Israel has said it will loosen its siege on the Gaza Strip by letting into the territory all goods other than "weapons and materials that Hamas uses".
Sunday’s announcement came after a meeting of the Israeli security cabinet and weeks of international pressure to end the crippling blockade on the Palestinian enclave.
The office of Benjamin Netanyahu, the prime minister, said in a statement that it would publish a list of goods not allowed into the territory "as quickly as possible".
It marks a change in policy from currently providing a list of goods permitted to enter the territory.
"Israel seeks to keep out of Gaza weapons and material that Hamas uses to prepare and carry out terror and rocket attacks towards Israel and its civilians," the statement said.
"All other goods will be allowed into Gaza."
Israel also said that it will consider additional ways of allowing more Palestinians to leave the Gaza Strip for medical and humanitarian reasons.
The Israeli move follows global criticism of the blockade in the wake of Israel’s deadly raid on a flotilla of Gaza-bound aid ships last month that left nine people dead.
According to Sunday’s announcement, Israel would allow desperately needed construction materials for projects approved by the Palestinian Authority, and as long as they are under international supervision.
The statement from Netanyahu’s office said that goods would be let in for projects including schools, health facilities, water treatment and sanitation.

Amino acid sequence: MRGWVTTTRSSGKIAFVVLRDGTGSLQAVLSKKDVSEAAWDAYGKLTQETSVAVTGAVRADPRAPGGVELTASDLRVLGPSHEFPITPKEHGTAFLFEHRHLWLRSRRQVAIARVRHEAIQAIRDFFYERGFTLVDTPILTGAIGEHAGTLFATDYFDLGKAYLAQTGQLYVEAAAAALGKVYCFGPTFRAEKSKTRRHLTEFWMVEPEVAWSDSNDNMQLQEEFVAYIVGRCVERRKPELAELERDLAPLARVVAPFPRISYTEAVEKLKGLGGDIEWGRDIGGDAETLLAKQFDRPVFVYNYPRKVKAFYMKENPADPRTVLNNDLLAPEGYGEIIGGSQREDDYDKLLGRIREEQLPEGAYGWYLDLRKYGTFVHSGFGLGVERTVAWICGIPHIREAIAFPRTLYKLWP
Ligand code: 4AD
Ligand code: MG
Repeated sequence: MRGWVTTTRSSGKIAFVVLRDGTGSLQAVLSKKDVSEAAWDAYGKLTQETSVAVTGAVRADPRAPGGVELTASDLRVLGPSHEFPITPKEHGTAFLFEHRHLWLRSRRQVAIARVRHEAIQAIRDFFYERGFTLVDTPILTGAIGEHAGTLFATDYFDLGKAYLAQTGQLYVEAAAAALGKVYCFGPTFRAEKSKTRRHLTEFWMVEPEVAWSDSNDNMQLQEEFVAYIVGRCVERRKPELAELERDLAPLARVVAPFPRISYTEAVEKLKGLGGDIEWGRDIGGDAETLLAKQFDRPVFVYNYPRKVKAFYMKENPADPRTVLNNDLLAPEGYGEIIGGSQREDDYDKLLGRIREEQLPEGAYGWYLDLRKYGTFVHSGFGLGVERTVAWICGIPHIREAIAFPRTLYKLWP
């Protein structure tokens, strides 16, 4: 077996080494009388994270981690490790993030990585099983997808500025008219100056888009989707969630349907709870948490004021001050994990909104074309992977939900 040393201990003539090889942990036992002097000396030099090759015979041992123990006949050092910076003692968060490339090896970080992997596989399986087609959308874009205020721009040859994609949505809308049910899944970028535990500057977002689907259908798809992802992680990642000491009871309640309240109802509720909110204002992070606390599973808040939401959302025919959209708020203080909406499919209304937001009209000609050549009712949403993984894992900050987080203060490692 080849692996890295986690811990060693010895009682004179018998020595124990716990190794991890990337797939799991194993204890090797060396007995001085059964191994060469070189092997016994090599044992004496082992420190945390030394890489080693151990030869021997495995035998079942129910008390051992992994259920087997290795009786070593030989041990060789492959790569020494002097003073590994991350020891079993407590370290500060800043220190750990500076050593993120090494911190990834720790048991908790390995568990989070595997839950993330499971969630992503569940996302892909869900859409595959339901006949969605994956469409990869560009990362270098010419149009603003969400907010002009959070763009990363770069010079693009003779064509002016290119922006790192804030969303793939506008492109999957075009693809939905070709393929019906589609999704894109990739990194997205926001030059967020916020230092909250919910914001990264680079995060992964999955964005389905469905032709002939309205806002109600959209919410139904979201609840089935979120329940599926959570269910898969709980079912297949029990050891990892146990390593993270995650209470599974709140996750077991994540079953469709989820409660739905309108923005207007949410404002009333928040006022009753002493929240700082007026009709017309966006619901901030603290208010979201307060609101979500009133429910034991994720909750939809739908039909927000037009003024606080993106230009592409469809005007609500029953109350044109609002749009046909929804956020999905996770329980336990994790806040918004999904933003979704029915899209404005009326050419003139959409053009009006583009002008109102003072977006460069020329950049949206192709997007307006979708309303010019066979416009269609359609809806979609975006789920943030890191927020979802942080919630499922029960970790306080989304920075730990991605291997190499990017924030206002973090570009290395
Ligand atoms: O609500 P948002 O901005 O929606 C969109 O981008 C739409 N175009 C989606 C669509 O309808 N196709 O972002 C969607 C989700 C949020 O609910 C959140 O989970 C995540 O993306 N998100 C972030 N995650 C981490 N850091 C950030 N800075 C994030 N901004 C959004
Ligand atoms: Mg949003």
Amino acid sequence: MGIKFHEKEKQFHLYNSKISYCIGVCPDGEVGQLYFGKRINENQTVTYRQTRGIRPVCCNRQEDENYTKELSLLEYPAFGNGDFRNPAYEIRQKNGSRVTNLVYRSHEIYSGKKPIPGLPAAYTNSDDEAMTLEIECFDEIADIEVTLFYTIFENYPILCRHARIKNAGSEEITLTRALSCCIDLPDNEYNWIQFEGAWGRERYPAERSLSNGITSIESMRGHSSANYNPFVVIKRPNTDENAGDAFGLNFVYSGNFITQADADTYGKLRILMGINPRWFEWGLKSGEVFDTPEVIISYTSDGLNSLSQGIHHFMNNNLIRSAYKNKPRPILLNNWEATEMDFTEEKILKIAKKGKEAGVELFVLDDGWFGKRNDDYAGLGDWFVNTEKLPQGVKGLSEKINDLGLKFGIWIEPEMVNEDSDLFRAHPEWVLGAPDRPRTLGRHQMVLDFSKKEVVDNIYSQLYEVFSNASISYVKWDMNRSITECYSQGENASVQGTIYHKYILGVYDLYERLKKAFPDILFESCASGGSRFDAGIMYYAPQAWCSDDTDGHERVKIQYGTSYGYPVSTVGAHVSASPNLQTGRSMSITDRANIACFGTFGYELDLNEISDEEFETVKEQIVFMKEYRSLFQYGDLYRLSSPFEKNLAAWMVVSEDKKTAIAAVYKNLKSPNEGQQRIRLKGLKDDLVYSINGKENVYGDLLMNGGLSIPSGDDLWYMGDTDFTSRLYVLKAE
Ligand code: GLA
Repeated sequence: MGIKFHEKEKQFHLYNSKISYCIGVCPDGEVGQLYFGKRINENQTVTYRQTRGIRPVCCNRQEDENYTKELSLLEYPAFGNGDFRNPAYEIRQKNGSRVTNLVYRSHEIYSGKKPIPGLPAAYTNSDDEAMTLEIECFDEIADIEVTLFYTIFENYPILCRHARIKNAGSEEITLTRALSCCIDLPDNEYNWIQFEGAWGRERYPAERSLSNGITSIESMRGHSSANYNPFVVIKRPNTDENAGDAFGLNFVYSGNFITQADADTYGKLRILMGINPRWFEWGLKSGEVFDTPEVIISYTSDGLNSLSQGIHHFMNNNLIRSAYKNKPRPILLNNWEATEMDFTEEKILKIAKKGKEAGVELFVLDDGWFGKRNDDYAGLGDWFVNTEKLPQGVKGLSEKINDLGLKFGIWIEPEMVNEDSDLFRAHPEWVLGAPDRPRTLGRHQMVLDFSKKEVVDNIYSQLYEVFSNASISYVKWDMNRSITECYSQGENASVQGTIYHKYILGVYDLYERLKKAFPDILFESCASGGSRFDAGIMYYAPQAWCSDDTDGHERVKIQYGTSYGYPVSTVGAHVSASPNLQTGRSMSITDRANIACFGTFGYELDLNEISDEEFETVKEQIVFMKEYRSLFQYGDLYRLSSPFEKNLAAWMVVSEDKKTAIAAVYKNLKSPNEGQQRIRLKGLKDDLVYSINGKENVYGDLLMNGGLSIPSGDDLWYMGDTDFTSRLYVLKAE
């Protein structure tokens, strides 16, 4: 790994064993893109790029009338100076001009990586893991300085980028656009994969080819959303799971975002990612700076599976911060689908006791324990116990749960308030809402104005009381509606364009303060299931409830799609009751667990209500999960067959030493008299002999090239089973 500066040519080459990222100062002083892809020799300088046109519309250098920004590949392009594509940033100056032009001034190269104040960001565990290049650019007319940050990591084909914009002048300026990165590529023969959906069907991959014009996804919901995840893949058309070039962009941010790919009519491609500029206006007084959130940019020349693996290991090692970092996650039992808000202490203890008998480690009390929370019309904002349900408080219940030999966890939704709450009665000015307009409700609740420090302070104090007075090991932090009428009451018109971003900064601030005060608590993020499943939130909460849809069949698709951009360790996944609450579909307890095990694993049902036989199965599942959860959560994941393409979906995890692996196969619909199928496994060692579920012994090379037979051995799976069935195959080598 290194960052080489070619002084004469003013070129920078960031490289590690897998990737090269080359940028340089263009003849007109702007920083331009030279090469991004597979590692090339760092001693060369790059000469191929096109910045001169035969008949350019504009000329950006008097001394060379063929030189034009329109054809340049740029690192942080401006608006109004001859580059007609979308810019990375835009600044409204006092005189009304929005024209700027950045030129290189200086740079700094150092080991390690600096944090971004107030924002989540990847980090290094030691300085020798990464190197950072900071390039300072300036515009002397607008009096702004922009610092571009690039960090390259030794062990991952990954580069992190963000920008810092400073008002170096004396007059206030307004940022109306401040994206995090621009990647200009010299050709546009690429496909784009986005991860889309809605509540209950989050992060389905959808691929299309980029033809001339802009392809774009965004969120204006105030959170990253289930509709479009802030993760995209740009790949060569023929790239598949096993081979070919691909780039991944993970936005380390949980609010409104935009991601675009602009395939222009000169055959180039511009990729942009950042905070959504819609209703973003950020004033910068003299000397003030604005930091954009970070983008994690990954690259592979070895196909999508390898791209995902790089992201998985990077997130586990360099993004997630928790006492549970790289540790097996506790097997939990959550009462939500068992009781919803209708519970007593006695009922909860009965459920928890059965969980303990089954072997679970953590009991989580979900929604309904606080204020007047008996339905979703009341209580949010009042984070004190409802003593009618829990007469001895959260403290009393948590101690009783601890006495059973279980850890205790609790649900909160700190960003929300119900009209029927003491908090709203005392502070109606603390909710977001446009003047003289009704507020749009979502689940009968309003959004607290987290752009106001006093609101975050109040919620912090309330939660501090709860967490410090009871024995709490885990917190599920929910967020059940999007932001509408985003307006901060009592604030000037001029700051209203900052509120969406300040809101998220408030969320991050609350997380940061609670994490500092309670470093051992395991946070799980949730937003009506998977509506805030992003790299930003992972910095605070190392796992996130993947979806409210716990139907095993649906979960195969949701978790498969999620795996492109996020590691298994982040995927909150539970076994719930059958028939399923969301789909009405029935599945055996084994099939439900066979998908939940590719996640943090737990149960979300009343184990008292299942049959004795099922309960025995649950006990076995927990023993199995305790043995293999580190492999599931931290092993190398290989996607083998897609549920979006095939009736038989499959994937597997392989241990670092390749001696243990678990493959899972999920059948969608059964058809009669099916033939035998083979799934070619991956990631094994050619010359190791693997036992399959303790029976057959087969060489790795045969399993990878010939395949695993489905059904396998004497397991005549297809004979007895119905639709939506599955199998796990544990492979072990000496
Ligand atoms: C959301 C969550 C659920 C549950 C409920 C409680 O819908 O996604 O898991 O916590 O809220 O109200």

Up to now, Israel has banned most construction materials, including cement.
The UN has complained that the ban on construction materials is preventing reconstruction of the territory which was devastated by an Israeli offensive in late 2008 and early 2009.
Washington reacted positively to Israel’s announcement.
"We believe that the implementation of the policy announced by the government of Israel today should improve life for the people of Gaza, and we will continue to support that effort going forward," Robert Gibbs, the White House press secretary, said in a statement.
It also said that Barack Obama, the US president, would discuss "additional steps" with Netanyahu during a visit to Washington by the latter on July 6.
Several organisations, including Amnesty International, have recently called on the Israeli government to lift the blockade entirely. The International Committee of the Red Cross last week called it a violation of the Fourth Geneva Convention.
Al Jazeera’s Ayman Mohyeldin, in Jerusalem, said: "There is no doubt that a great deal of the attention that has focused on changing or adjusting Israel’s policy on Gaza has been in the wake of the ‘Freedom Flotilla’ incident back on May 31."
He also said that in Israel there was "strong criticism" that the government has caved under international pressure with the decision and consequently jeopardised the country’s security.
However, he added that other people in Israel are saying that the move is simply an attempt to deflect or alleviate some of the pressure and Israel should end the blockade totally.
Mohyeldin added that the move had been facilitated by Tony Blair, the international Middle East envoy, who held talks with Netanyahu during the past few days.
Hamas, which seized control of the Gaza Strip from Fatah in 2007, did not immediately react to the announcement.
About 1.5 million Palestinians live in the Gaza Strip and the vast majority depend on aid from the UN and international organisations to survive.
The embargo is in place to weaken Hamas and has reduced the amount of imports into the Gaza Strip to about one quarter of the volume received at the end of 2005.
(Al Jazeera and agencies)